Civics: Why FBI Directors Want to Be Autonomous and Unaccountable

Ira Stoll:

The best explanation of the firing of FBI director James Comey and of the subsequent investigation by special counsel and former FBI director Robert Mueller may just come from a social scientist who died years before President Trump took office.

When James Q. Wilson died in 2012, he was remembered primarily for his influential 1982 Atlantic article with George Kelling, “Broken Windows: The Police And Neighborhood Safety,” advocating police tactics focused on maintaining order and reducing fear.

It turns out, though, that Wilson—whose colleagues in the government department at Harvard included Henry Kissinger and Daniel Patrick Moynihan—also wrote a whole book about the FBI.

That book, The Investigators: Managing FBI And Narcotics Agents, was published in 1978 by Basic Books and funded in part by a grant from Irving Kristol’s company, National Affairs, Inc. It is based on in part on Professor Wilson’s personal experience as an adviser to FBI director Clarence Kelley, who served from 1973 to 1978.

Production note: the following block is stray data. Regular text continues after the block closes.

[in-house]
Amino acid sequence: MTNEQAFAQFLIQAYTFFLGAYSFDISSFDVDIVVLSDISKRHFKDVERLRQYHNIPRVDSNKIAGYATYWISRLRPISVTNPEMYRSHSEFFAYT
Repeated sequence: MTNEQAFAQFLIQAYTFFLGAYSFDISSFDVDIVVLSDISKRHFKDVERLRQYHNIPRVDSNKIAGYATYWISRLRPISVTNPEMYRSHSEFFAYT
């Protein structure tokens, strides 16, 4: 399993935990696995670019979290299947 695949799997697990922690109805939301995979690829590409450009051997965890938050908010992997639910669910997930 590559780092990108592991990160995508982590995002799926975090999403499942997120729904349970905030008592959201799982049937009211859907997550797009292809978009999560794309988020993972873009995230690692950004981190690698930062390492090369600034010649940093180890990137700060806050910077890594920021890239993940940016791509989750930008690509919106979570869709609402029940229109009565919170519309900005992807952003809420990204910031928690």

Its insights relevant to Comey and Mueller come in a chapter considering the motivation of FBI executives, and of government officials in general. Wilson writes, “In my view, it is the desire for autonomy, and not for large budgets, new powers, or additional employees, that is the dominant motive of public executives.”

What does Wilson mean by “autonomy”? His book explains, “An agency is autonomous to the degree it can act independently of some or all of the groups that have the authority to constrain it.” Autonomy comes “by acquiring sufficient good will and prestige as to make attacks on oneself or one’s agency costly for one’s critics.”